2018 was the year that AI became almost mainstream. From 2019 AI is going to be absolutely everywhere.
According to one contributor to Forbes, Bernard Marr, who is amongst other things, a strategic business & technology advisor to governments and companies.
“This is because hardware and software developers have passed the trial period – experimenting to see where AI fits, and where it can deliver the biggest improvements in customer experience and productivity improvements.”
“In many cases we won’t even know it’s there – as machine learning services work quietly in their clouds, managing everything from power networks to distribution logistics and financial transactions.”
“In other cases, it will be highly visible – as our smartphones, home assistants, kitchen gadgets and cars put increasingly sophisticated tools at our fingertips.”
“The AI we interact with day-to-day – whether it is Google search engines, Netflix recommendation engines or assistants like Alexa or Siri – will become increasingly ubiquitous as well as useful, as breakthroughs in deep learning and reinforcement learning lead to more capable and reliable services.”
U.S. technology giants, targeting an easier way into China, using Artificial Intelligence.
Reuters reported from Shanghai recently that U.S. technology giants, facing tighter content rules in China and the threat of a trade war, are using artificial intelligence to target an easier way into the world’s second-largest economy
Reuters says: –
Google, Microsoft Inc and Amazon Inc showcased their AI wares at a state-backed forum held in Shanghai this week against the backdrop of Beijing’s plans to build a $400 billion AI industry by 2025.”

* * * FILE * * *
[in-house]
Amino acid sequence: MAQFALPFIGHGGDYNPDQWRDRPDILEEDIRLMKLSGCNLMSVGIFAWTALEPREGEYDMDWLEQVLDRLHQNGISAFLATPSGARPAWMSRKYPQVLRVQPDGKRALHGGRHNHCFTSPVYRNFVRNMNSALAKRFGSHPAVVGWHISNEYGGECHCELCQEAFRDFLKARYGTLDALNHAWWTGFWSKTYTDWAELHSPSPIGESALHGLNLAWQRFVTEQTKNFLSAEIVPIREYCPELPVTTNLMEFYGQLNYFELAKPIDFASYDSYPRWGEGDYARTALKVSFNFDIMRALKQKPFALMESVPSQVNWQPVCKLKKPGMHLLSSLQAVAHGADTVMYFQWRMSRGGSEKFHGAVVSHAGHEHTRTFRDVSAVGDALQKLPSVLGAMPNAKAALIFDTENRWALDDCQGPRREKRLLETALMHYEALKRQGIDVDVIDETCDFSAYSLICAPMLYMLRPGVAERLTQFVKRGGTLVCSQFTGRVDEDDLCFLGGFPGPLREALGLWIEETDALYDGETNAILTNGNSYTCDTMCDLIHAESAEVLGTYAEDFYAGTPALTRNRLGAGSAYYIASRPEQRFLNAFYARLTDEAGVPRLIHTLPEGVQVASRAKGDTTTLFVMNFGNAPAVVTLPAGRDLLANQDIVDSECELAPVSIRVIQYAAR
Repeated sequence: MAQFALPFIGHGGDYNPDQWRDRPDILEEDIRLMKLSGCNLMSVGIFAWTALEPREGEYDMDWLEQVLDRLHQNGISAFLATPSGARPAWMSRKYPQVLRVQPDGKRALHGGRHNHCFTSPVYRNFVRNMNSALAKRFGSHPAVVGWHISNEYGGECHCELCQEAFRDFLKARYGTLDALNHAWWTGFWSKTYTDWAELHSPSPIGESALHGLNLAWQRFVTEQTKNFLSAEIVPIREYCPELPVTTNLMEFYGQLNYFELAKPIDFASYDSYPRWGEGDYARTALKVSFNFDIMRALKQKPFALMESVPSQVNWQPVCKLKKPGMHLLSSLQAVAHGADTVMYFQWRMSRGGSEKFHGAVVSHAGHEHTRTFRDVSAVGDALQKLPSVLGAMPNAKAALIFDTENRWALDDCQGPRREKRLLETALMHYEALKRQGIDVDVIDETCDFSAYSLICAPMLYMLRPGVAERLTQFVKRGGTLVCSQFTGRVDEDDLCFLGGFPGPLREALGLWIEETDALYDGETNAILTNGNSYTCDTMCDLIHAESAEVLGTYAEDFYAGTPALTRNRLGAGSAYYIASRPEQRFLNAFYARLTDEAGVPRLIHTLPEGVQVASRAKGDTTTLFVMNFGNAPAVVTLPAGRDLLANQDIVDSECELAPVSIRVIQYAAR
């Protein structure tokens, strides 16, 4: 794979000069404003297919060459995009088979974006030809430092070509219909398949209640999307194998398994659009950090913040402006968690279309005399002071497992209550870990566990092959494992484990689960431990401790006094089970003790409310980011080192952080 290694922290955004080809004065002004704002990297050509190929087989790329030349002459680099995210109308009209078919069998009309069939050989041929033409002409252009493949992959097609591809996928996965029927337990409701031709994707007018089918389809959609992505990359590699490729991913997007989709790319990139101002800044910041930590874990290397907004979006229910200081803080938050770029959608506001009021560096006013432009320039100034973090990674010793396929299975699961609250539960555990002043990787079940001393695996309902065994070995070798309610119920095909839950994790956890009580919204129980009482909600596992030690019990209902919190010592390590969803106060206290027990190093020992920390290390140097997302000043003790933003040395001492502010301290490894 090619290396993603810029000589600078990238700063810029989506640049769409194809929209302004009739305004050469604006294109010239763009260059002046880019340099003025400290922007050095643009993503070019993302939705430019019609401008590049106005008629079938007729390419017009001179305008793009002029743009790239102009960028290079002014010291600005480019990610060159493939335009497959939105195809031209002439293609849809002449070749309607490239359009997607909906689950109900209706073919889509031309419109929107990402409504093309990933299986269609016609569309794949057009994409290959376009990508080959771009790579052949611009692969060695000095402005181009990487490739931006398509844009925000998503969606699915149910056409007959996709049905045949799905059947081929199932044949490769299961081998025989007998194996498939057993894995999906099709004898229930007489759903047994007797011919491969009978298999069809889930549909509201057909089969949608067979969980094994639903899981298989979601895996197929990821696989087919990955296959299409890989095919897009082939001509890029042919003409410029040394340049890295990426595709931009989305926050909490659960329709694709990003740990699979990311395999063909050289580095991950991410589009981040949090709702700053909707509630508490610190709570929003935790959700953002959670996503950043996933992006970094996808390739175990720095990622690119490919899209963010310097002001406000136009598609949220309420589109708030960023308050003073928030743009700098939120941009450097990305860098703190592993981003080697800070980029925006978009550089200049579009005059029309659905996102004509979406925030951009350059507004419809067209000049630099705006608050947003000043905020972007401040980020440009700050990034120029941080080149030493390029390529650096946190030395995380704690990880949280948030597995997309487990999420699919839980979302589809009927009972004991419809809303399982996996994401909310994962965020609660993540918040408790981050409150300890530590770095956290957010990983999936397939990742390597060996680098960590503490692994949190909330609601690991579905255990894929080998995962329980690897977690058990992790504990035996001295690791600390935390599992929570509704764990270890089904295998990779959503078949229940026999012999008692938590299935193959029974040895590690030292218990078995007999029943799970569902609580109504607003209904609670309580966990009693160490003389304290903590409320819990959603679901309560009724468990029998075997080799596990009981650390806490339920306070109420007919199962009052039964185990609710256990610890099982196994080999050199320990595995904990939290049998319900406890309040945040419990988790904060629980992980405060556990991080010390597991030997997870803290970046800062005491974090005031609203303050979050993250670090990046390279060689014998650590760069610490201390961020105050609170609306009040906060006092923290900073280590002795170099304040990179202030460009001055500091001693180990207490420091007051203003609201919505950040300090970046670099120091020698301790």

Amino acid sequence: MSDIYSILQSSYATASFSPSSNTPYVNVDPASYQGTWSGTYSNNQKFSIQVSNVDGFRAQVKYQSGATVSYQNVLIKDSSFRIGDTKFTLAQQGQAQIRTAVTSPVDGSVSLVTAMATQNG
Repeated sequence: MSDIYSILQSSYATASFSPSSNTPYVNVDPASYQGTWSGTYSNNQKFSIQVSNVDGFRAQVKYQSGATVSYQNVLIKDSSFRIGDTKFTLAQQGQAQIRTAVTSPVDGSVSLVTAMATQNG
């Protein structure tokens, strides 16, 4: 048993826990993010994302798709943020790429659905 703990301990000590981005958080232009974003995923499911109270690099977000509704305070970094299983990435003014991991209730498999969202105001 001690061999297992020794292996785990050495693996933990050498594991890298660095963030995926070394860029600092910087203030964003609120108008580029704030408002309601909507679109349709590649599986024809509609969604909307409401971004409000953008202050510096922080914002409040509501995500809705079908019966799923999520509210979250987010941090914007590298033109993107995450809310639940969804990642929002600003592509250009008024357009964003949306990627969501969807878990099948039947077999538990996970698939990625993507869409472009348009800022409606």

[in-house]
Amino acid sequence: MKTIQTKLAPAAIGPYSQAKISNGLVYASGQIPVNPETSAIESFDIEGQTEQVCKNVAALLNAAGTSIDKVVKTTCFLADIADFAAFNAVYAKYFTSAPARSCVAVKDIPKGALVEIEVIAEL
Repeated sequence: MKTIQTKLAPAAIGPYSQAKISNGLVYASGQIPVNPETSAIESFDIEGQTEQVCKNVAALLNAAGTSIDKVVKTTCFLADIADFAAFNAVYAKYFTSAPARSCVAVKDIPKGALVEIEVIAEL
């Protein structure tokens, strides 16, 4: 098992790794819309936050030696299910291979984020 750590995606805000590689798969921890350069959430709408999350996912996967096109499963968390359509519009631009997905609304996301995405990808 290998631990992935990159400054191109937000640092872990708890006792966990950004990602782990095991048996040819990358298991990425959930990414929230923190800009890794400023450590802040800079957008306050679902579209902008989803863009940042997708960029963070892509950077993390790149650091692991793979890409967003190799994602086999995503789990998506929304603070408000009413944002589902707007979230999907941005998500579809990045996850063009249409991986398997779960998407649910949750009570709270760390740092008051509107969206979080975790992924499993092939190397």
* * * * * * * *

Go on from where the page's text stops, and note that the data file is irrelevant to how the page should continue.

“China’s government and companies may compete against U.S. rivals in the global AI race, but they are aware that gaining ground won’t be easy without a certain amount of collaboration.”
“Hey Google, let’s make humanity great again,” Tang Xiao’ou, CEO of Chinese AI and facial recognition unicorn Sensetime, said in a speech on Monday.
Amazon and Microsoft announced plans on Monday to build new AI research labs in Shanghai. Google also showcased a growing suite of China-focused AI tools at its packed event on Tuesday.
Google in the past year has launched AI-backed products including a translate app and a drawing game, its first new consumer products in China since its search engine was largely blocked in 2010.
The World Artificial Intelligence Conference, which ends on Wednesday, is hosted by China’s top economic planning agency alongside its cyber and industry ministries. The conference aims to show the country’s growing might as a global AI player.
China’s ambition to be a world leader in AI has created an opening for U.S. firms, which attract the majority of top global AI talents and are keen to tap into China’s vast data.
The presence of global AI research projects is also a boon for China, which aims to become a global technology leader in the next decade.
Liu He, China’s powerful vice premier, and the key negotiator in trade talks with the United States, said his country wanted a more collaborative approach to AI technology.
“As members of a global village, I hope countries can show inclusive understanding and respect for each other, deal with the double-sword technologies can bring, and embrace AI challenges together,” he told the forum.
Beijing took an aggressive stance when it laid out its AI roadmap last year, urging companies, the government, and military to give China a “competitive edge” over its rivals.